origin : Croatia
Candy made with dried Horehound Herb is mentioned briefly in the 1961 novel
Where The Red Fern Grows; those of you who have read the book may recall the protagonist's description of his grandfather's store and the various sweets he kept in stock. This however is not the most common use of the organic herbs that botanists know as Marrubium vulgare.
The name of Horehound Herb has little to do with hunting dogs, although the first element is derived from the ancient Anglo-Saxon word for "white-haired." Horehound Herb is in fact one of many medicinal herbs indigenous to the British Isles, and was introduced around the world by European colonists between the 17th and mid-19th centuries.
It is essentially a weed, although gardeners in the rural areas of England's Midlands District frequently cultivate bulk herbs such as Horehound Herb for use in tea and candy making. The scientific name for Horehound Herb, Marrubium vulgare, may be derived from the old Roman town of Maria Urbs; alternatively, it may also be named for the Marrobus Water of the Bible, a bitter juice used by the Hebrews and made from the bitter herbs eaten during Passover. In ancient times, it was thought to be an antidote for plant-based toxins and poisonous snakes.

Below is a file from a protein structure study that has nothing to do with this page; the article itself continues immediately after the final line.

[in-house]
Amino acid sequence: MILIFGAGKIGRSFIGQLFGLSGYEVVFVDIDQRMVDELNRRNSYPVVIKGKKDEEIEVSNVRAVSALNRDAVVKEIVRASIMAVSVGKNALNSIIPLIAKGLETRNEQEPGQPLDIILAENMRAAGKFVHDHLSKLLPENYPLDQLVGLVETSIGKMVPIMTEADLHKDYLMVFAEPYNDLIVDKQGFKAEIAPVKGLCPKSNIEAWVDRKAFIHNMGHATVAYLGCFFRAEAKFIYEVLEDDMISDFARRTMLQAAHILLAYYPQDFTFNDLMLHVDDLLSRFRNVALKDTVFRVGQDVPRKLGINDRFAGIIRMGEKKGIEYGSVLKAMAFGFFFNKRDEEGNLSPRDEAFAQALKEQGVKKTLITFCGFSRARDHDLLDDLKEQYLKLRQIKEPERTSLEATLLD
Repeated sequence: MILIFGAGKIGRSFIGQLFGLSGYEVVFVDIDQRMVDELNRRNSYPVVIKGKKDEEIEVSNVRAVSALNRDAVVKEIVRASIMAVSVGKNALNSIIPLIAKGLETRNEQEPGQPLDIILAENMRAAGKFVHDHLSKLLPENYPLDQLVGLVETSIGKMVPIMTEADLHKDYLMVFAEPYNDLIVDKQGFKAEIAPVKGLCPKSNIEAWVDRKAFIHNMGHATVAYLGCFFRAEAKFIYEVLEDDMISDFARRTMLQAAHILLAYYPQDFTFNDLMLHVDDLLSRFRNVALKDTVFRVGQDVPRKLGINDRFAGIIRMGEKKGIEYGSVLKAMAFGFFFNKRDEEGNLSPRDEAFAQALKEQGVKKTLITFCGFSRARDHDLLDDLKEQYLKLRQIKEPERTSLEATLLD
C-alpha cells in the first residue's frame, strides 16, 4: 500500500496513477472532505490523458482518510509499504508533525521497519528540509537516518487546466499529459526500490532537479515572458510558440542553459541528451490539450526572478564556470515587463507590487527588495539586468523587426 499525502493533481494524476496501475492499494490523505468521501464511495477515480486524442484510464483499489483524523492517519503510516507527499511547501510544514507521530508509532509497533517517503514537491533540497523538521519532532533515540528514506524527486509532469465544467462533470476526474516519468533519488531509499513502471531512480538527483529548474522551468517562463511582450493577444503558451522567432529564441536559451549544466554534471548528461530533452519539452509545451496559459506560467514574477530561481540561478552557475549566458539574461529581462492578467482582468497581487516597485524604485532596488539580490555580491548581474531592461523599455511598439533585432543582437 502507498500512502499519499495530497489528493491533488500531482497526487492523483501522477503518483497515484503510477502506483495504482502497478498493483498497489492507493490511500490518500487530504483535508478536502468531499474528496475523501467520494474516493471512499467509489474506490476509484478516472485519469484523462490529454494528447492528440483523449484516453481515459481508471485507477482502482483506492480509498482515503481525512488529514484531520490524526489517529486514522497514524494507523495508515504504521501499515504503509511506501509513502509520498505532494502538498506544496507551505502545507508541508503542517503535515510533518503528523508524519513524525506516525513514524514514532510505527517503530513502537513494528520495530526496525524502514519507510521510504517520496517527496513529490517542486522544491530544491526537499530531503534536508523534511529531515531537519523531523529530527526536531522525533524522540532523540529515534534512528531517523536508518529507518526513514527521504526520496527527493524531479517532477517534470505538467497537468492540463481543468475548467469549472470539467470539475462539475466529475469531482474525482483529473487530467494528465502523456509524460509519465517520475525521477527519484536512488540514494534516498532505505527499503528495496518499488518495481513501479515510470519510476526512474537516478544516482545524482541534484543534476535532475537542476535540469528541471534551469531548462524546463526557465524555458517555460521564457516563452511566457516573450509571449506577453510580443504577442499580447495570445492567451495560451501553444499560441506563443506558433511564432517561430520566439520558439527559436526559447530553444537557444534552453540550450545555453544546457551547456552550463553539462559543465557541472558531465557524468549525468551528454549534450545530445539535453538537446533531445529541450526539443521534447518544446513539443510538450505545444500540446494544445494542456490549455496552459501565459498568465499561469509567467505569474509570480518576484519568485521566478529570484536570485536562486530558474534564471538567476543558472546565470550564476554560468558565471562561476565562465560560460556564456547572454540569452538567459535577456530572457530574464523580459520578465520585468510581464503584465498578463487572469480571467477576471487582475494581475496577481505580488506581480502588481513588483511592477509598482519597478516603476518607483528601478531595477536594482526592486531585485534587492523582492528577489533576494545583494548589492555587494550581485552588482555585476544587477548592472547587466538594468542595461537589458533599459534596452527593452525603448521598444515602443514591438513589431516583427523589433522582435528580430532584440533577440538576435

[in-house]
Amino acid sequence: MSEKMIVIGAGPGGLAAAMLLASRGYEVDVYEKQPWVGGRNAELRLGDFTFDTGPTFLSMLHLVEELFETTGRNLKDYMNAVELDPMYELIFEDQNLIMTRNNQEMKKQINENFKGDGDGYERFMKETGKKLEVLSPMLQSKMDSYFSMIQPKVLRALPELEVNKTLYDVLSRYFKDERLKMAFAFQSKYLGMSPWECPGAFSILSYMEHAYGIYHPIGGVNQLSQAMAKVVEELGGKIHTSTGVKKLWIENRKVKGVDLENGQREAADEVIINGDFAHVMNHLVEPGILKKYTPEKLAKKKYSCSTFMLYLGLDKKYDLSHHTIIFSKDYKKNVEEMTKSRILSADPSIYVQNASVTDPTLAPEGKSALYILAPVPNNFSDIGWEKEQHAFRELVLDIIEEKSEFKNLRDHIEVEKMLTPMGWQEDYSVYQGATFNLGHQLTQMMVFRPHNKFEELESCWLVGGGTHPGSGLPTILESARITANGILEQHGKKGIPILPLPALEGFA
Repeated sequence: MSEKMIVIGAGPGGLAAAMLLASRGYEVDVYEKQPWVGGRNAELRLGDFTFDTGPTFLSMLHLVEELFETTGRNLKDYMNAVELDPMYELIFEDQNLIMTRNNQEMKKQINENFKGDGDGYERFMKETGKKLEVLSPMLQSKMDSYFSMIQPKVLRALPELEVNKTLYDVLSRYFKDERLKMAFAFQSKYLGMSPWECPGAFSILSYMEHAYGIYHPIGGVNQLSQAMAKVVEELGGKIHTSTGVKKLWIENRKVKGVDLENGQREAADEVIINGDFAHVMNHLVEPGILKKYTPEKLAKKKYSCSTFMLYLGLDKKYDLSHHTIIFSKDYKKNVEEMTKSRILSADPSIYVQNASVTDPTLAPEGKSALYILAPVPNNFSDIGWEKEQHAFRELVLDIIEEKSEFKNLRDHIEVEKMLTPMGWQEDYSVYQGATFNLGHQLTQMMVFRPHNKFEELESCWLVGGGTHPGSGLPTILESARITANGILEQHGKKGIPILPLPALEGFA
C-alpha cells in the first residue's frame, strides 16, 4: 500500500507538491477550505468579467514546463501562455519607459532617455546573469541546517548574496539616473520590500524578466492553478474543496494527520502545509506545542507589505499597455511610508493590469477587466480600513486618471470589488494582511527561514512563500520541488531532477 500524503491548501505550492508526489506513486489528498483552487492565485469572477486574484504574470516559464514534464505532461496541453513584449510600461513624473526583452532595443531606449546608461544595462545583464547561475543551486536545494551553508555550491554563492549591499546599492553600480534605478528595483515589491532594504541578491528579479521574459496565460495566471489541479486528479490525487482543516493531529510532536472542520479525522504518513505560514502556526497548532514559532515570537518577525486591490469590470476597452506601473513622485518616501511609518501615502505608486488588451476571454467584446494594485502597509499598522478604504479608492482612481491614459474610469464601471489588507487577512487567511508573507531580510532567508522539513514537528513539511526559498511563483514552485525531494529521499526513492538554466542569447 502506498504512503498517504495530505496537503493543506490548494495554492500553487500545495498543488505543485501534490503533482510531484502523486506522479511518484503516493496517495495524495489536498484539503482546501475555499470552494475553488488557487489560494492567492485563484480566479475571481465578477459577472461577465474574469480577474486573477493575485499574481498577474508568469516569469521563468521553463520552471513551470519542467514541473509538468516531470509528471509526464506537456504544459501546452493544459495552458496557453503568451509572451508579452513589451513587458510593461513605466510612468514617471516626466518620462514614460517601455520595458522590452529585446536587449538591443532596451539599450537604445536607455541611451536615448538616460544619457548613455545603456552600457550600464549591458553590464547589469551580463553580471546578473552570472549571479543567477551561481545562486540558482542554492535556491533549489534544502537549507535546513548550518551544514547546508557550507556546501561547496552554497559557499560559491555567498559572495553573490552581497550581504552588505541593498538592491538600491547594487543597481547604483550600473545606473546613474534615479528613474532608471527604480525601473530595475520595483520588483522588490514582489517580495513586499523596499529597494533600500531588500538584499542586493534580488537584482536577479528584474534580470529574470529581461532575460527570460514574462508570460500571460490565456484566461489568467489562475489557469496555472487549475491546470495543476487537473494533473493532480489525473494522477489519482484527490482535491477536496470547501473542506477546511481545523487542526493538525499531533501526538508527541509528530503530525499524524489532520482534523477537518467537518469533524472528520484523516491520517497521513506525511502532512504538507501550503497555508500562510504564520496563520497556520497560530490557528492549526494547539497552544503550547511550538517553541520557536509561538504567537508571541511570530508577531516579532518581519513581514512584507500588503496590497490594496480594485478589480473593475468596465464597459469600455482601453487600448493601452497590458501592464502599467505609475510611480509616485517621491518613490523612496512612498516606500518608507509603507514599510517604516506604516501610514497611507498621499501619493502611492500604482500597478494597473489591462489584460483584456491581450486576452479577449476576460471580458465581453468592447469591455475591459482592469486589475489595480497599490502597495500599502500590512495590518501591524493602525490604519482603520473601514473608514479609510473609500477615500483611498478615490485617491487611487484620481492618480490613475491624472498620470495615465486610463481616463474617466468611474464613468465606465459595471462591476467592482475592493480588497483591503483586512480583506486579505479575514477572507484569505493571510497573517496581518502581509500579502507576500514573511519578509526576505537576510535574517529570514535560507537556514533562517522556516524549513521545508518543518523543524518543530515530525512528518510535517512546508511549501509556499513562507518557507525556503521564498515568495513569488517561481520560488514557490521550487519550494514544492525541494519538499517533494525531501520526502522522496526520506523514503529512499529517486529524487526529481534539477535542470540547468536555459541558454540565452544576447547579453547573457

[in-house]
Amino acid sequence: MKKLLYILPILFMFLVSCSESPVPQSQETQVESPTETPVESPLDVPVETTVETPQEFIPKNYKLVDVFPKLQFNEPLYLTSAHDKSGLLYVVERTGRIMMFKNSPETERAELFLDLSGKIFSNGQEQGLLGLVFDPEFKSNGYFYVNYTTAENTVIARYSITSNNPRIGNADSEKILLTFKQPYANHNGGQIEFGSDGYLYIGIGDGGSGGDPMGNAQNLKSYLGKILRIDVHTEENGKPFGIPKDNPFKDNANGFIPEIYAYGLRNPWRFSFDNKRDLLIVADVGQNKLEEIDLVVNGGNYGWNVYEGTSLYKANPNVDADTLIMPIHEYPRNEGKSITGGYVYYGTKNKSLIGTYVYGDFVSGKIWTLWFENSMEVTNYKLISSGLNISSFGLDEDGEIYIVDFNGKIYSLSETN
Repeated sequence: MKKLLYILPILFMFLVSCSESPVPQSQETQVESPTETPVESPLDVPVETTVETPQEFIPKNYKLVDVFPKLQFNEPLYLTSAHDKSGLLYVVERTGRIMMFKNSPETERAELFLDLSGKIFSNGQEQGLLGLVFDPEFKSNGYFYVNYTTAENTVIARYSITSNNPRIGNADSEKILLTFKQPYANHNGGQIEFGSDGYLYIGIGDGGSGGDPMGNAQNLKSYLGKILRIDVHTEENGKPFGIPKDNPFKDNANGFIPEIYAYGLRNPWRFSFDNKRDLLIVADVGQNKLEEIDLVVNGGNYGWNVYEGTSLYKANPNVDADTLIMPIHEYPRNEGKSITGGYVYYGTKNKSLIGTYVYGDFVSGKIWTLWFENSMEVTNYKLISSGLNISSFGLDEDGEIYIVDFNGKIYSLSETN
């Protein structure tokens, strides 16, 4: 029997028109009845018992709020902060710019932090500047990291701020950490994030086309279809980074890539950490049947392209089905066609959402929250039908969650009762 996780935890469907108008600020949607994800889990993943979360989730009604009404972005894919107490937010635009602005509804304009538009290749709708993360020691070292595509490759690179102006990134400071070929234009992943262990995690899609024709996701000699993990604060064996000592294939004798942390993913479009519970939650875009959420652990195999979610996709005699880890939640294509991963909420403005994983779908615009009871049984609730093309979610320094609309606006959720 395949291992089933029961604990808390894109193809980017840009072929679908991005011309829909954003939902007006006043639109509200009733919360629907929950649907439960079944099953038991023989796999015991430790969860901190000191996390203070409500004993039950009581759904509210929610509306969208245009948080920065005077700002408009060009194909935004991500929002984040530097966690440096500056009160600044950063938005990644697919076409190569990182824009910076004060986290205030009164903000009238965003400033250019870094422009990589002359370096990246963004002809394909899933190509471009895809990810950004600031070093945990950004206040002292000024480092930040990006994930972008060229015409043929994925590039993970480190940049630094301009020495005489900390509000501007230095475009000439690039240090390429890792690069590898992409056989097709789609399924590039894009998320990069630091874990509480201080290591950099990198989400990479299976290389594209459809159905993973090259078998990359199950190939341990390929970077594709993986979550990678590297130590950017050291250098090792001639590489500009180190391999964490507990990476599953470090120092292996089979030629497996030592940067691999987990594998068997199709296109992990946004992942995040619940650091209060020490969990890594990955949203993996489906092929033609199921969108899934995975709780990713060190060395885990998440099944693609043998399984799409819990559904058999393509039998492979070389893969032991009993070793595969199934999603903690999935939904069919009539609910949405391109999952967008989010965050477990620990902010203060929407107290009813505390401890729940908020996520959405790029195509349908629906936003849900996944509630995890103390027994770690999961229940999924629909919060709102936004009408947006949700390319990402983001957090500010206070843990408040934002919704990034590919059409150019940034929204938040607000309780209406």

MAIN ACTIONS :
- bitter tonic
- immune stimulant
- hot + dry
Warning : Excessive use may overstimulate the heart and cause arrhythmias.
Do not take if pregnant or breast feeding.
This information has not been evaluated by the Food and Drug Administration and is for educational purposes only. This information is not intended to prevent, diagnose, treat, or cure any disease or condition.
In addition, many herbs are not safe in pregnancy, lactation, children, and in certain health conditions.
When using plants medicinally, please check with your licensed healthcare provider. In addition, strongly consider working with a trained herbalist.